Washington Bureau Researcher, NBC News

Kyle Stewart said his experience at Ithaca College has helped him to thrive in his fellowship. While at IC, Stewart produced and reported for Newswatch and ICTV Reports. He also wrote for the campus newspaper, The Ithacan. Stewart didn’t limit his journalistic endeavors to South Hill. He helped to cover the 2016 South Carolina GOP Primary for NBC Nightly News Weekend. In 2017, he helped to cover the Presidential Inauguration for PBS NewsHour.

“The people who were interviewing me were impressed with a lot of the hands-on experience I had during my time in college,” Stewart said. “The first (journalism department trip) that I went on was the trip to South Carolina to cover the Republican Primary in 2016. We were actually working with NBC News. So having the experience of filming and interviewing for a segment for nightly news back then, I think that really showed that I had the skills that I needed to do this fellowship.”

From summer internships on Capitol Hill to working in hands-on media environments, Stewart gained a diverse portfolio of experiences while at IC. Looking back, Stewart admits that he originally did not want to attend IC.

“My parents are both alumni from Ithaca, but they were not in journalism,” Stewart said. “My dad is a physical therapist. My mom was a math and economics major and now she’s a teacher. When I was younger, I always knew about Ithaca, but I did not want to go there at first because I wanted to do something different from my parents.”

His mind started to change once Stewart realized his passion for journalism and politics.

“When I started looking into the communications school and the reputation the communications school had, I thought ‘Wow this could really be a good fit,’” Stewart said. “I came to tour the college and I really fell in love. Especially when I got to see the studios and talk to people from ICTV.”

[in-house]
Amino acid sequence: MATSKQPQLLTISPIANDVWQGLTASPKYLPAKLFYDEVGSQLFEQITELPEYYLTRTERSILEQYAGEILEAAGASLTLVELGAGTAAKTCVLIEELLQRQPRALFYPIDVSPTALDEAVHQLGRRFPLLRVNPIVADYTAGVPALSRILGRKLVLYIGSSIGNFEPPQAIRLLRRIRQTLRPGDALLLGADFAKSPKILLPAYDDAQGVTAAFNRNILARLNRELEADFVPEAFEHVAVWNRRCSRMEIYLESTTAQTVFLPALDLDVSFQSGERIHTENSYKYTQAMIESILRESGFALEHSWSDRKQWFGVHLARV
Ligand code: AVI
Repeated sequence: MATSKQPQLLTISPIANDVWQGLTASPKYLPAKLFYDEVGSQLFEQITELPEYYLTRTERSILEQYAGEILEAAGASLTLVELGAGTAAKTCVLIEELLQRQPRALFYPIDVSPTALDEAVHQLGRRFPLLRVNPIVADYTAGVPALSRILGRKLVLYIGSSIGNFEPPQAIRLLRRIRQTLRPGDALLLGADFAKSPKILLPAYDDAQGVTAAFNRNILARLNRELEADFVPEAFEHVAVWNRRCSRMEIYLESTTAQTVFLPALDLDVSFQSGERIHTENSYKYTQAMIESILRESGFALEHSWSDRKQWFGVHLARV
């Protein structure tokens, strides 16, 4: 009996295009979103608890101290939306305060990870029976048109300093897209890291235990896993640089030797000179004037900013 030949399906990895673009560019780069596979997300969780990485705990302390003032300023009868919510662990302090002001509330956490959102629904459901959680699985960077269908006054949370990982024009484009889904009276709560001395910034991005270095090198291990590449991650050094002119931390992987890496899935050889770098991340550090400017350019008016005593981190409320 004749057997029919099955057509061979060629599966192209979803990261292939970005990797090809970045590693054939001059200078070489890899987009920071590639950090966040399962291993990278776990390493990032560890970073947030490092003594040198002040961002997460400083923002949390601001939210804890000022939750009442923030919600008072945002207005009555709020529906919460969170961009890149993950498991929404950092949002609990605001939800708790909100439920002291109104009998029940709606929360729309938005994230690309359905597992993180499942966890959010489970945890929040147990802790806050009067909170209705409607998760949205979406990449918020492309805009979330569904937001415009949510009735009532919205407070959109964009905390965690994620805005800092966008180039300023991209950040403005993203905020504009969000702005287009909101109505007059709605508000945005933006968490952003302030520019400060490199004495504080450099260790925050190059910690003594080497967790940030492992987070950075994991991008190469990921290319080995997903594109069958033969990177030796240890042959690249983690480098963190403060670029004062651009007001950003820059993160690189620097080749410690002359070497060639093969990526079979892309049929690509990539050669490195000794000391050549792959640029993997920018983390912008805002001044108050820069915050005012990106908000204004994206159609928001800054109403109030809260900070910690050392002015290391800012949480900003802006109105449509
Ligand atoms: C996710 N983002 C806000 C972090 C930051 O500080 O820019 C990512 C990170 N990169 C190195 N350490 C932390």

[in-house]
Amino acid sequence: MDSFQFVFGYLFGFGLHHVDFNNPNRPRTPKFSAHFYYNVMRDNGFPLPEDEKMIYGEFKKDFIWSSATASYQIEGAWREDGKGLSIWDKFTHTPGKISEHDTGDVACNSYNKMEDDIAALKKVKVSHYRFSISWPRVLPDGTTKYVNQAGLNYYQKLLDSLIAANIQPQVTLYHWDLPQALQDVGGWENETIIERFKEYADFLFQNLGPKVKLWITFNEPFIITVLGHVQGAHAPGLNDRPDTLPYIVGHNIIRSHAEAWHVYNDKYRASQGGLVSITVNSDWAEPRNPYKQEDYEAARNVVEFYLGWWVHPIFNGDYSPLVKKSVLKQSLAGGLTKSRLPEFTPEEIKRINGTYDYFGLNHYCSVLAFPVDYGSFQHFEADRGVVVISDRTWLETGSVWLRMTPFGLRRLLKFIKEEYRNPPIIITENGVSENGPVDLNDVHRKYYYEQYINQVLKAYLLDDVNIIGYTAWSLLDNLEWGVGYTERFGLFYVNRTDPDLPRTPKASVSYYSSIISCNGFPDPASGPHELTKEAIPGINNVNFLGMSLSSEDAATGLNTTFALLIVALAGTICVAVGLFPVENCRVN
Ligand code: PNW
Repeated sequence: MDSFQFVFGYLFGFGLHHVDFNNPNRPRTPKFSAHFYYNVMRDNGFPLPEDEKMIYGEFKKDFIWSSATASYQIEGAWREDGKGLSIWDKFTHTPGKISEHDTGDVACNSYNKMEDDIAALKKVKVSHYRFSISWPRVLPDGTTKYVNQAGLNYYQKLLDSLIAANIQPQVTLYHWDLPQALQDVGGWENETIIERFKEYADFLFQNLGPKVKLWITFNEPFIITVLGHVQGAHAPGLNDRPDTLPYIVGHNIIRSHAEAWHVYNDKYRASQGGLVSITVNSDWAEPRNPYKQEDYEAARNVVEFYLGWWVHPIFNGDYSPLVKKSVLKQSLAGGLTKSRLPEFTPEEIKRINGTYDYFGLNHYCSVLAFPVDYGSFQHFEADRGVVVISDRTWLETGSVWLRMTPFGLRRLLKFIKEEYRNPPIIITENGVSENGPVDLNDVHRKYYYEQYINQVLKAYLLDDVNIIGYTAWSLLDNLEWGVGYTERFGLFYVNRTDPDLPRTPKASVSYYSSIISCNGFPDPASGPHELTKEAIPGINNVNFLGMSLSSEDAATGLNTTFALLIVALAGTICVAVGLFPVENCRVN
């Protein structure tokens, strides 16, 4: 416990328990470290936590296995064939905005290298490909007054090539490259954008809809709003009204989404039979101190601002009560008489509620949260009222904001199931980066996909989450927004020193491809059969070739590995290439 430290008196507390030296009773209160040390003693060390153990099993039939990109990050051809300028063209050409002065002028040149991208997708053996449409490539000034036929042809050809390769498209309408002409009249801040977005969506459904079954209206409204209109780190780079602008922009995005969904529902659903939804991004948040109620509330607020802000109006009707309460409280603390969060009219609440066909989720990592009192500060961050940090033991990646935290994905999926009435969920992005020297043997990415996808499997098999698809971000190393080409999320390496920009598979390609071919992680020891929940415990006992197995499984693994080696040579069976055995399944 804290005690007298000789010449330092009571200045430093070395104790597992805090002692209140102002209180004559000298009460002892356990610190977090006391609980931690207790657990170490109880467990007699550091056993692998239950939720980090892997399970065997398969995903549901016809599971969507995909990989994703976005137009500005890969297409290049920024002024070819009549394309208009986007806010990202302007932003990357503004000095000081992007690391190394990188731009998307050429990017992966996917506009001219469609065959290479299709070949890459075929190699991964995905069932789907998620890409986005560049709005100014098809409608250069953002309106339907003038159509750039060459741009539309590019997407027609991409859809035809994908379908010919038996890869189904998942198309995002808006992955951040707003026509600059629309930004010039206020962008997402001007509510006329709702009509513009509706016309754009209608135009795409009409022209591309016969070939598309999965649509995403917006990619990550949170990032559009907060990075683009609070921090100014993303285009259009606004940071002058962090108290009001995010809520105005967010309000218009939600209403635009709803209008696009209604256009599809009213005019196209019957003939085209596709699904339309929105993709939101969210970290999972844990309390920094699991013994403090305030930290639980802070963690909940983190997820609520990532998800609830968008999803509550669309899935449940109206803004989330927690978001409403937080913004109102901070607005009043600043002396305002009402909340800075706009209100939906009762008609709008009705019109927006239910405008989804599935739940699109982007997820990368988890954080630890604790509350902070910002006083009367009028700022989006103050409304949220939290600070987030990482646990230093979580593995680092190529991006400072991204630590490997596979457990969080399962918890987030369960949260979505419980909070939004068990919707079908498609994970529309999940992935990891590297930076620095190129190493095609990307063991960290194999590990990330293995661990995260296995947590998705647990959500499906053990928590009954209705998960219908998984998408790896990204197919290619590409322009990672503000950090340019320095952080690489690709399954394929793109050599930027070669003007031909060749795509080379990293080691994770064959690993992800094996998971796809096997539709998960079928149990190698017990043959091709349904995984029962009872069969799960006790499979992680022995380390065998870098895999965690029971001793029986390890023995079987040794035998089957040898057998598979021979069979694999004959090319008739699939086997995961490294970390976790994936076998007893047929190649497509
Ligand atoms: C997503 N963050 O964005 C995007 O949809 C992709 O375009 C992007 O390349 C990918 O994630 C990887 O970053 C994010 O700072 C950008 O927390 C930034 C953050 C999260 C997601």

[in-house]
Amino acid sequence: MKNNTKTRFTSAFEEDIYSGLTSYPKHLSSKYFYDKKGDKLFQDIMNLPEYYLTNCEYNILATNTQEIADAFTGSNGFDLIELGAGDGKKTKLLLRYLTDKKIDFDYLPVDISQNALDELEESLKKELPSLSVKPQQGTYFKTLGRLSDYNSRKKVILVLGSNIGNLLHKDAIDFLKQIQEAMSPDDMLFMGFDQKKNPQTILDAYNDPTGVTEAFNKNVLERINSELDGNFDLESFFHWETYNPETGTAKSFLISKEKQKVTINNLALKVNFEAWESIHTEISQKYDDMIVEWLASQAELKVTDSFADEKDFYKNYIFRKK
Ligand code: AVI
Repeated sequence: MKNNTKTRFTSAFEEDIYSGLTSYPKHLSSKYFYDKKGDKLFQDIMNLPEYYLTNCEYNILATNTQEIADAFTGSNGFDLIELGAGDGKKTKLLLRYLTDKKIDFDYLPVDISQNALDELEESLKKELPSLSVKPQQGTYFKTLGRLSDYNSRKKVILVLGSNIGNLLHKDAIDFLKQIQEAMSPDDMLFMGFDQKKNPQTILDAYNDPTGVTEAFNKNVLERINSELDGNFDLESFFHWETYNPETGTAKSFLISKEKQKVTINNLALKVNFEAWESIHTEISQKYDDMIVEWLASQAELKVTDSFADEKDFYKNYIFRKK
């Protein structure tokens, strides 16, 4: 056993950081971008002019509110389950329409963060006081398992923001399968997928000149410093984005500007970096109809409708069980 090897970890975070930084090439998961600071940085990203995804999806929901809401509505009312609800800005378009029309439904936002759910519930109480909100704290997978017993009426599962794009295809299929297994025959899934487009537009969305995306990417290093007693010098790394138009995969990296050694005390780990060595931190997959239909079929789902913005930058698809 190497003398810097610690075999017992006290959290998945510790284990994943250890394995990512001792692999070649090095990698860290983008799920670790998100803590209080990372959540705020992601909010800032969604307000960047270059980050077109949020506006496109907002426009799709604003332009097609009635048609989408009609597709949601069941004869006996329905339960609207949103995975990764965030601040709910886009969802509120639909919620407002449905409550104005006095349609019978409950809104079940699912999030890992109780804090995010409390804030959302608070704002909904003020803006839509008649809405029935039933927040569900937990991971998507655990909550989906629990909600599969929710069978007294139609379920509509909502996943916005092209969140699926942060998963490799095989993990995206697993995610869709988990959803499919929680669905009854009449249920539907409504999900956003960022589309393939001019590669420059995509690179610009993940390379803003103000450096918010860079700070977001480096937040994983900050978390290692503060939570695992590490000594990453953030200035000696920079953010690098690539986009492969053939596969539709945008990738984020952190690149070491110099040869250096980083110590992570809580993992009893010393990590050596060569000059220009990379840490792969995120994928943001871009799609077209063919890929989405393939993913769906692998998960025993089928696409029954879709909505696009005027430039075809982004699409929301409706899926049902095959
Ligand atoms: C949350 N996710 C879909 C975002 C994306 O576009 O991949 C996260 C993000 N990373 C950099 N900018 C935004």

By the first semester of his freshman year, Stewart was an assistant producer for Newswatch, ICTV’s news show. After researching and writing the headlines for a few shows, one of his producers asked him to be a political commentator for Election Center 2014a special November program covering national, state, and local elections. Less than three months into his undergraduate career, Stewart found himself on ICTV’s airwaves

“I had never been on TV before and I was super nervous and it showed,” Stewart said. “I was the youngest person on air and it was really warm and I was sweating. I probably felt worse than I looked on air. It was a whole new experience for me, but I learned from that. I learned how to improve my on-air delivery.”

Stewart practiced his enunciation, tone, and other cues that would help him appear more natural on air. A few months later, Stewart anchored Newswatch. He said his experiences on and off camera prepared him for a career in journalism.

“I definitely had many times where my stories fell through, where my idea that I wanted to do wasn’t working out, [or] it was running up to the deadline,” Stewart said. “I think that was a great experience for a career in journalism because those things are going to happen. With ICTV, the consequences are not as high whereas if you’re doing it for NBC News. That hub of ICTV is a great place to learn.”

By his senior year, Stewart produced and anchored his own ICTV show. ICTV Reports is more of a long form journalism show,” Stewart said. “I really loved being able to do that. That was kind of a goal when I first got to Ithaca as a freshman. I started doing Newswatch, but I thought it would be really cool to one day have a show at ICTV that was more focused on longer form stories, so being able to do that my last semester was really important to me.”

Producing ICTV Reports also taught Stewart about leading a team and creating content. “I got to manage a team of journalists and to find stories that deserve more than just a minute-thirty package,” Stewart said. “Stories that need more time to be told. I learned a lot about storytelling and management styles as well. I was the anchor so I learned how to improve my on-air skills. That was a whole bunch of different great experiences wrapped up in one.”

Less than one year out of undergrad and Stewart already has a diverse range of experiences; his Tim Russert Fellowship ends in August. After that, Stewart is unsure of his next move.

“I’m not really sure what I want to do next exactly, but I know I want to continue working in political news,” Stewart said. “It’s really important. It’s a public good. I think it’s necessary for our country right now to have good journalism and honest reporting.”